February 24: Feast of St. Matthias, Apostle
Morning Office Readings: Psalm 80; 1 Samuel 16:1-3; 1 John 2:18-25

It’s hard not to be chosen.  Some of us have lived long enough now to have a little rear-view mirror perspective on the sting of not winning a spot on the sports team, not being awarded a fellowship or prize, not landing a job.  We move on, as they say, through initial disappointment, or sense of failure, or resentment at another’s success, or a stoic, “Oh, well” to other opportunities and commitments that, in retrospect, are much better suited to who we are and how we want to live our lives.

Still.  We all like to be chosen, and when we aren’t, there’s bound to be some residual heart soreness, no matter how healthy our self-esteem is.  I think of David’s seven brothers in our passage from 1 Samuel, whom Samuel scrutinizes and rejects one by one as “not the one”—the man destined to be the Lord’s anointed.  I’m not sure any of them really understood what the scrutiny was all about, but I would bet they understood being rejected, especially when they learn it’s their baby brother David who is chosen over them.  And if they didn’t have any rear-view mirror perspective of God’s working out a larger plan for the history of God’s people, the seemingly arbitrariness of David’s selection must have been doubly painful.

I prefer the story of Matthias, the replacement apostle for Judas, whose feast day we celebrate today.  Do read it, in Acts 1:15-26.  Much has been made of how little we know of Matthias, how he, like others in the Bible, disappears from the pages and so is held up as an exemplar of unknown and unheralded service.  What I like about the story is that it’s a story of faithful communal discernment.  The other eleven disciples, led by Peter, devote themselves to much prayer and reflection about clear criteria for how a new number twelve will be chosen—in other words, they listen to God, who knows everyone’s heart; determine that this person should have had been part of Jesus’ public ministry from beginning to end; and make clear that the one selected will be, like them, a witness to Jesus’ resurrection.  There are two apparently deserving candidates, so on this day when we remember Matthias, we also should remember Joseph called Barsabbas also known as Justus—he was the one not chosen.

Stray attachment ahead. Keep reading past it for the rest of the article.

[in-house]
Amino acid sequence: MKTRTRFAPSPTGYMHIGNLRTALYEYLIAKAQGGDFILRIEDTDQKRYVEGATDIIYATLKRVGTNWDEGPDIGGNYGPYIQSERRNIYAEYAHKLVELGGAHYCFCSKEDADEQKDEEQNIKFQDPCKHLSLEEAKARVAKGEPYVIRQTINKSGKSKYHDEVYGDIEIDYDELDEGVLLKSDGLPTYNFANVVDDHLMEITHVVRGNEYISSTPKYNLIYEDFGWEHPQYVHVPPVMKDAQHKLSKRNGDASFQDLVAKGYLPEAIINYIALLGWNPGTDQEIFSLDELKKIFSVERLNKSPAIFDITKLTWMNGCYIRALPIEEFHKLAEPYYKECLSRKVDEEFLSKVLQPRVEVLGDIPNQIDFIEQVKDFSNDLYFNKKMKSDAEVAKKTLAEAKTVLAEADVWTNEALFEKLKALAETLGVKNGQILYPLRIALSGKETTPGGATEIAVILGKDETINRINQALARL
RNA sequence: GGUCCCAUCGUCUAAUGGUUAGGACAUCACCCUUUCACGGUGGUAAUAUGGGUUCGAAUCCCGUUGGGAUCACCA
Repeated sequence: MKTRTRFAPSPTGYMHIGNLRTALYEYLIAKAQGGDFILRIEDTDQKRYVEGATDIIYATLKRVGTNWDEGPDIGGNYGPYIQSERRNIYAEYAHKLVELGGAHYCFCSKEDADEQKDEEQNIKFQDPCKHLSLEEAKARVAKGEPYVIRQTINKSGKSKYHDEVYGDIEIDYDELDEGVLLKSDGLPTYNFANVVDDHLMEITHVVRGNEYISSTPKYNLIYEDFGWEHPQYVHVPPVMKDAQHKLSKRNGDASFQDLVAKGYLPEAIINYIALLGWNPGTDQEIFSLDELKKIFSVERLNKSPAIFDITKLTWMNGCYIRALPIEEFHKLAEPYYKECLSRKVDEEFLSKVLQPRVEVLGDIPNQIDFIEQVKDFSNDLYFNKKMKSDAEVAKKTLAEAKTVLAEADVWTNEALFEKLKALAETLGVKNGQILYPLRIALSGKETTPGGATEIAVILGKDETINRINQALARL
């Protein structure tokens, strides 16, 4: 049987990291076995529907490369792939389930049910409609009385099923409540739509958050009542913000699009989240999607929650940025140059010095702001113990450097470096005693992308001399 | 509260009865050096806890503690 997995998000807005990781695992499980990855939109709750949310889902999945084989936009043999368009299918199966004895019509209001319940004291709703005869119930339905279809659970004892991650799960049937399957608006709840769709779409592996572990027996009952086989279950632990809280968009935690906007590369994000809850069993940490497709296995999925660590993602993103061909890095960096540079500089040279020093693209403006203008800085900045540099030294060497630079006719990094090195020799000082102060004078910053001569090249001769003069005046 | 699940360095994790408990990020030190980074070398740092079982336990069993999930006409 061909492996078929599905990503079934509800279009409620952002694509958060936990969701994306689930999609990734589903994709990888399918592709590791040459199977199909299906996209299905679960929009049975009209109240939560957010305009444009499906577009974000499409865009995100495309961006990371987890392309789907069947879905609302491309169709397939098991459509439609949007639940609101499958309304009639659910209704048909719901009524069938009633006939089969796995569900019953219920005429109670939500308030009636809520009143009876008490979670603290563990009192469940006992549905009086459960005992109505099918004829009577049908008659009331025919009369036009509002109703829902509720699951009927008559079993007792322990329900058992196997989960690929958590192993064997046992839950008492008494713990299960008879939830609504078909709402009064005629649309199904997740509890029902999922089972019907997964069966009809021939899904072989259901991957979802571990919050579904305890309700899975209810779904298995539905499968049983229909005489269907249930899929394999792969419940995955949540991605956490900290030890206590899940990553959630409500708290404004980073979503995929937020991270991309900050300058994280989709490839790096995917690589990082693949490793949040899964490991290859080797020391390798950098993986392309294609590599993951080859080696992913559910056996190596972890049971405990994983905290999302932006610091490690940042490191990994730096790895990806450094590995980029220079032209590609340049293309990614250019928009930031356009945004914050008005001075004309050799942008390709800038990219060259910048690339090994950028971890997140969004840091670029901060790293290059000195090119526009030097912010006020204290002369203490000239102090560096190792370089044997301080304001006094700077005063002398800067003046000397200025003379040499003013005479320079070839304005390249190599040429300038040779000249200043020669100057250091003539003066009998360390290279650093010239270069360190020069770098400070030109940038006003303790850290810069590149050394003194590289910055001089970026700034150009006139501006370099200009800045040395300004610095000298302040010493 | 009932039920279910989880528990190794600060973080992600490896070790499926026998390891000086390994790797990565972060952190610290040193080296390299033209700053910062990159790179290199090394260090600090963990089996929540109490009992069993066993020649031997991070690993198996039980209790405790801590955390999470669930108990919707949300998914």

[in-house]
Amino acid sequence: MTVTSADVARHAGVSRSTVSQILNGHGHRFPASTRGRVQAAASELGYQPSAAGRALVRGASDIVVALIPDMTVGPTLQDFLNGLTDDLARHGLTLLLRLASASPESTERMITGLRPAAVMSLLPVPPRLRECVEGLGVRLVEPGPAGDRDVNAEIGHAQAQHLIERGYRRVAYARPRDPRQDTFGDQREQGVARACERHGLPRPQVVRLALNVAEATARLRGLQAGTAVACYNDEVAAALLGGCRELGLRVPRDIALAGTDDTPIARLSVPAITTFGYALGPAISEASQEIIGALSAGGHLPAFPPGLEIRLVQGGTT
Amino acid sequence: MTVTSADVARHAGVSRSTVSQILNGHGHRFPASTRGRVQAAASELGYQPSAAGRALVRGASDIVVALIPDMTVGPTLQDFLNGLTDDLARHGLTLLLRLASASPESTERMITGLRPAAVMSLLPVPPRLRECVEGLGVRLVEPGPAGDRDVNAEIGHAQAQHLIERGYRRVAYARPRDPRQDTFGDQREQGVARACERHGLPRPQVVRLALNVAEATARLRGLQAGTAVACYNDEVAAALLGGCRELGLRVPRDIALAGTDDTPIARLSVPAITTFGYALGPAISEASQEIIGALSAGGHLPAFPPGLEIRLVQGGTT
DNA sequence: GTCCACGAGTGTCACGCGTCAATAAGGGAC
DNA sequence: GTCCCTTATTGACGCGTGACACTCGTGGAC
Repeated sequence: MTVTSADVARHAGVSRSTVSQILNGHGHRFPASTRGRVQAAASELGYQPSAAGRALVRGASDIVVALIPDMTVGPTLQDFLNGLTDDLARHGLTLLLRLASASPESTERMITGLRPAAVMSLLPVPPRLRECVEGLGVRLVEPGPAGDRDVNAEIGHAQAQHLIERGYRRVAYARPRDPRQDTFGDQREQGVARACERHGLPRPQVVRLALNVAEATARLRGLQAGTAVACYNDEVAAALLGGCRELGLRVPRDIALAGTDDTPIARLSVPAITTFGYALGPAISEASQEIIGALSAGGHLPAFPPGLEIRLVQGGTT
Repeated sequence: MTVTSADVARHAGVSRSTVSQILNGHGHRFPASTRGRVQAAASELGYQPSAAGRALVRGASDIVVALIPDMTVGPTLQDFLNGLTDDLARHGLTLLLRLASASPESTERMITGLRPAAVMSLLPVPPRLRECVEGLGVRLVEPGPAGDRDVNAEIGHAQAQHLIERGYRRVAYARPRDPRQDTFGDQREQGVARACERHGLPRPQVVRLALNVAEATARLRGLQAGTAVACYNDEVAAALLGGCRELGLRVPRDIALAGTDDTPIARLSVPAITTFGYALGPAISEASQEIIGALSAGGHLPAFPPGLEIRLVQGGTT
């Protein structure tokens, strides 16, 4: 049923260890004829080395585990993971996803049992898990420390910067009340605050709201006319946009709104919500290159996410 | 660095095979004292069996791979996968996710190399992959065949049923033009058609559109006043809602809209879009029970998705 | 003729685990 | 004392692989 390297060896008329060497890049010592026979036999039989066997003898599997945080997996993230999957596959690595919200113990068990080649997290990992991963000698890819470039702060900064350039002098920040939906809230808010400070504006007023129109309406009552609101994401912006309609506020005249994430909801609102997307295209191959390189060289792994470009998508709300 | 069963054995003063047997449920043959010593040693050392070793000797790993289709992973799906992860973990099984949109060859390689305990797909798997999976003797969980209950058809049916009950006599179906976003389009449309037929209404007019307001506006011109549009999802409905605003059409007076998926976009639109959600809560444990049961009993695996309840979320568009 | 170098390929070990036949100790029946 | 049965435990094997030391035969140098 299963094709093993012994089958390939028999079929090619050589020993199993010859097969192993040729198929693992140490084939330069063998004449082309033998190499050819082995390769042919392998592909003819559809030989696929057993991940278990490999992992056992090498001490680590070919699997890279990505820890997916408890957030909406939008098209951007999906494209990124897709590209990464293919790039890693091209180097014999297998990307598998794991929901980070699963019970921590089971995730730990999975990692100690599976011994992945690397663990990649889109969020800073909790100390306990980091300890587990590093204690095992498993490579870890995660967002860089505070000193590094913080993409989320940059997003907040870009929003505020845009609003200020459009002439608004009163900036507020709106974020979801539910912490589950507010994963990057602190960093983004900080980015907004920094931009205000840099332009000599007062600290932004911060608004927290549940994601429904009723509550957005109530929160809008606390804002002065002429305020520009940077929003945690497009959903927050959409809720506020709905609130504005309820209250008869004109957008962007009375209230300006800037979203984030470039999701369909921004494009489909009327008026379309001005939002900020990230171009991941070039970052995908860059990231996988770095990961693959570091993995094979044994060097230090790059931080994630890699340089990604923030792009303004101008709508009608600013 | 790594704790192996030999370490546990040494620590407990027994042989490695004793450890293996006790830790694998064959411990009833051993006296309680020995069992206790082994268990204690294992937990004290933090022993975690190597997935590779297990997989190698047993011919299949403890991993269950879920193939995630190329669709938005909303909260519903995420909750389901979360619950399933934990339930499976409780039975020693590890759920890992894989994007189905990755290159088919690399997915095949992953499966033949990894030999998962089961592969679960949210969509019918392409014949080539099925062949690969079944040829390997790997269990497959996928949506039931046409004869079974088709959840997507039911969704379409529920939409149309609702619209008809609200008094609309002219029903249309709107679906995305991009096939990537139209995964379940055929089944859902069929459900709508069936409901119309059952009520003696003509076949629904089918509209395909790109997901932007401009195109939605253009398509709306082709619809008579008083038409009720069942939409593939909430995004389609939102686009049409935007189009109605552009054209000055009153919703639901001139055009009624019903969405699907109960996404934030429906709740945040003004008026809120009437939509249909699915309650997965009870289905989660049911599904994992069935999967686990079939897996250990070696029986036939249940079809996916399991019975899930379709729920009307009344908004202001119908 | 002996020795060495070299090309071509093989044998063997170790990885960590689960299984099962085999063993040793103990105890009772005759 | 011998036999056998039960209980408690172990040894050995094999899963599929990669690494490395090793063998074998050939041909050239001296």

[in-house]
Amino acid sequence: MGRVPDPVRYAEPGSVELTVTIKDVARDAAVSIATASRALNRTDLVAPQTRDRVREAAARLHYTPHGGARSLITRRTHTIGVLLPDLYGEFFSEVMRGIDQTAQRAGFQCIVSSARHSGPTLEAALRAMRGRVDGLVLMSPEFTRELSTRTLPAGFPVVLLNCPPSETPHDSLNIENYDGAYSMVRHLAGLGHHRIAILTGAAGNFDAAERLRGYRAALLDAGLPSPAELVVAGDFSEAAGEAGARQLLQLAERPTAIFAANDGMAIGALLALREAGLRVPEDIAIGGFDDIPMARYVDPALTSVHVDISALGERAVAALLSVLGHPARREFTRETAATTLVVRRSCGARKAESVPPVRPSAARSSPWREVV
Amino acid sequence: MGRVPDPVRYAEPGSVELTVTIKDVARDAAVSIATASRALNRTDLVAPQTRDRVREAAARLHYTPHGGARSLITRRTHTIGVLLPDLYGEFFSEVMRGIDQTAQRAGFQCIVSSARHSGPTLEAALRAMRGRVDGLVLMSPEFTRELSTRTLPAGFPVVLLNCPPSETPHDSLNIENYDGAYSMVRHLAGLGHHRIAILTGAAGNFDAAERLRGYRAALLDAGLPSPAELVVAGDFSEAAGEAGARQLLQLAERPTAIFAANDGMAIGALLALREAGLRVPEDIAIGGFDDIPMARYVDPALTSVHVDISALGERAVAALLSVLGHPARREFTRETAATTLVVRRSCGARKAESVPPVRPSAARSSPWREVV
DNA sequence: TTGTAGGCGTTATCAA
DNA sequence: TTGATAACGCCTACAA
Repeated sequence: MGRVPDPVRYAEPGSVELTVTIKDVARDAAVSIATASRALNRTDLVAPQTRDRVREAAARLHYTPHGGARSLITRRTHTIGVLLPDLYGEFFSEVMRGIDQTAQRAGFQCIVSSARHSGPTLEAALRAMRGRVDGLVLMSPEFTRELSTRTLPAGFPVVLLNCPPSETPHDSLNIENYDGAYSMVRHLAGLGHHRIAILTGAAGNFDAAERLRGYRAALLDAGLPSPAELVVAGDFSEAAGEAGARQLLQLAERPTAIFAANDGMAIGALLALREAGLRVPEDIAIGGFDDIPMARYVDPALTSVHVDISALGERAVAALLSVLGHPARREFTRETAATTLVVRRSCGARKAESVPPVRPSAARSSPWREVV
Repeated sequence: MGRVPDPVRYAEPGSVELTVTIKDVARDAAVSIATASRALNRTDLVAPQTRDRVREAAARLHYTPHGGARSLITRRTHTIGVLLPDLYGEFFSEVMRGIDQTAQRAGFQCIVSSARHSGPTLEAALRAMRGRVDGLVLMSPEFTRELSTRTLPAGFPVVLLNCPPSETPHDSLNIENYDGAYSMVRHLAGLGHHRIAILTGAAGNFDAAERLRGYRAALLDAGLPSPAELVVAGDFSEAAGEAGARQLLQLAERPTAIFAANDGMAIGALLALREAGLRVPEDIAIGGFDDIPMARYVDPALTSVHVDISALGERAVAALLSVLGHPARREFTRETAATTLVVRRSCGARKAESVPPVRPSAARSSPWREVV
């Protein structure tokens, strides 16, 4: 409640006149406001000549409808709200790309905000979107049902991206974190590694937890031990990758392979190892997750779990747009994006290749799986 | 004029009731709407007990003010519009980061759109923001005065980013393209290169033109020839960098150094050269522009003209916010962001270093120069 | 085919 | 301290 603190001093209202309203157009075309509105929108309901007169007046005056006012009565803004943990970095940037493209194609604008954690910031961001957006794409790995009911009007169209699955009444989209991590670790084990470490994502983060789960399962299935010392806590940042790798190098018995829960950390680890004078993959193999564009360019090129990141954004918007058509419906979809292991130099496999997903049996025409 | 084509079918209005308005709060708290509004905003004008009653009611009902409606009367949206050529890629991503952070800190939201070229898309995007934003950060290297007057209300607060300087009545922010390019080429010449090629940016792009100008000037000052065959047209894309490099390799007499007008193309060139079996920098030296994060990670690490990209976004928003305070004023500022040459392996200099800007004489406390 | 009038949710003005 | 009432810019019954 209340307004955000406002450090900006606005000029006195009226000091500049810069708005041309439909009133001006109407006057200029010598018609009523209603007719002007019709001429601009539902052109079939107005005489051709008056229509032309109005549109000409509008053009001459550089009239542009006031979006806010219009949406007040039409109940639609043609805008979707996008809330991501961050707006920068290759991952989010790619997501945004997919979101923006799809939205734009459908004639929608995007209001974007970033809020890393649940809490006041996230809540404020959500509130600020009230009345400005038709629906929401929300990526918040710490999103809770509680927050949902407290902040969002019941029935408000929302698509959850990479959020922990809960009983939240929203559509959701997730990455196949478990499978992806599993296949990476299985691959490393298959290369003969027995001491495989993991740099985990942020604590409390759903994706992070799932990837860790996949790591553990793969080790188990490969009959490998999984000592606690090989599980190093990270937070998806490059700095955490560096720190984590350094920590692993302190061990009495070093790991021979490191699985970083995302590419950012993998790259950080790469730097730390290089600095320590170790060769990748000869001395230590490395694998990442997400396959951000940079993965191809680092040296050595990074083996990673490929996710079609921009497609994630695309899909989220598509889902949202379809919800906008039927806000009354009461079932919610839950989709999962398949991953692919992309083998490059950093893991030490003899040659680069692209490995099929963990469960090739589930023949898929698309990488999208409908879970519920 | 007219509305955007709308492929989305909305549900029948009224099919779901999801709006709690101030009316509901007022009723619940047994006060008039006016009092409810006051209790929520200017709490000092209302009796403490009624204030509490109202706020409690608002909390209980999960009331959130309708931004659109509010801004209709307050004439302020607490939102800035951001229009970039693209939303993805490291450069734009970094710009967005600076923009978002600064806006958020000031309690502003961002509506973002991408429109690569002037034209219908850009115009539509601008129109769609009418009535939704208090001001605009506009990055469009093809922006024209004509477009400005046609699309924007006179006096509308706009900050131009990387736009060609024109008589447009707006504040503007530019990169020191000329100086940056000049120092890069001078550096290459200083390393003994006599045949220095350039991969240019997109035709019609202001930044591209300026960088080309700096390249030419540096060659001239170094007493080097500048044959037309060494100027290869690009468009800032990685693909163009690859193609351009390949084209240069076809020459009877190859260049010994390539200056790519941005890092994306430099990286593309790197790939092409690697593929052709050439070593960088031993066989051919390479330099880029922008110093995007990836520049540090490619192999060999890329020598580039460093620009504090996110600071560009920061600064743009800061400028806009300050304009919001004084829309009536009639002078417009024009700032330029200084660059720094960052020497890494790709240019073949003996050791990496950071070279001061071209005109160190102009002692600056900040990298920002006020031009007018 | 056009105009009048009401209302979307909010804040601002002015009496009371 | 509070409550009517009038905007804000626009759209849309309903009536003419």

Lent is a good time for paying attention to heart soreness, especially if that soreness is related to feelings of disappointment, sense of failure, or resentment.  If we think we’re inured to such feelings—“Oh, well”—Lent is a good time to check that out with someone we trust.  Lent also is a good time for doing discernment, preferably with others, about important next steps.  The promise from scripture, in both 1 Samuel and Acts 1, in these stories about people getting chosen and not chosen, is that God looks upon and knows our hearts.  Show us what you know of our hearts, Lord, and show us way forward in this pilgrimage called Lent.

Ellen+

Almighty God, who in the place of Judas chose your faithful servant Matthias to be numbered among the Twelve: Grant that your Church, being delivered from false apostles, may always be guided and governed by faithful and true pastors; through Jesus Christ our Lord, who lives and reigns with you, in the unity of the Holy Spirit, one God, now and for ever. Amen.

(image is “Samuel Anoints David” from the 3rd century synagogue in Dura Europos, Syria)